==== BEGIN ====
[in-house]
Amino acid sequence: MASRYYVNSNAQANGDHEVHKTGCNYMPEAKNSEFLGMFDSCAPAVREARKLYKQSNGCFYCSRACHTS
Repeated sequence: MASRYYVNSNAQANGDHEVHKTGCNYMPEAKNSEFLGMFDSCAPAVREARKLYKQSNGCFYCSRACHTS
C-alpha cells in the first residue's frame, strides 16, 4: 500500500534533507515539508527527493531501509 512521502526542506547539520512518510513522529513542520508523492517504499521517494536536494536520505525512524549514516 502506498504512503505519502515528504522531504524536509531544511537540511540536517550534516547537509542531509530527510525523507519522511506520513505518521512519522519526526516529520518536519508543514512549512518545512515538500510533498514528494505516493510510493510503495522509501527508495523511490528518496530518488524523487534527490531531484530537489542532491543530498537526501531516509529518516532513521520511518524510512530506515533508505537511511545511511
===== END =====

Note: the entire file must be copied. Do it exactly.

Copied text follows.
[in-house]
Amino acid sequence: MASRYYVNSNAQANGDHEVHKTGCNYMPEAKNSEFLGMFDSCAPAVREARKLYKQSNGCFYCSRACHTS
Repeated sequence: MASRYYVNSNAQANGDHEVHKTGCNYMPEAKNSEFLGMFDSCAPAVREARKLYKQSNGCFYCSRACHTS
C-alpha cells in the first residue's frame, strides 16, 4: 500500500534533507515539508527527493531501509 512521502526542506547539520512518510513522529513542520508523492517504499521517494536536494536520505525512524549514516 502506498504512503505519502515528504522531504524536509531544511537540511540536517550534516547537509542531509530527510525523507519522511506520513505518521512519522519526526516529520518536519508543514512549512518545512515538500510533498514528494505516493510510493510503495522509501527508495523511490528518496530518488524523487534527490531531484530537489542532491543530498537526501531516509529518516532513521520511518524510512530506515533508505537511511545511511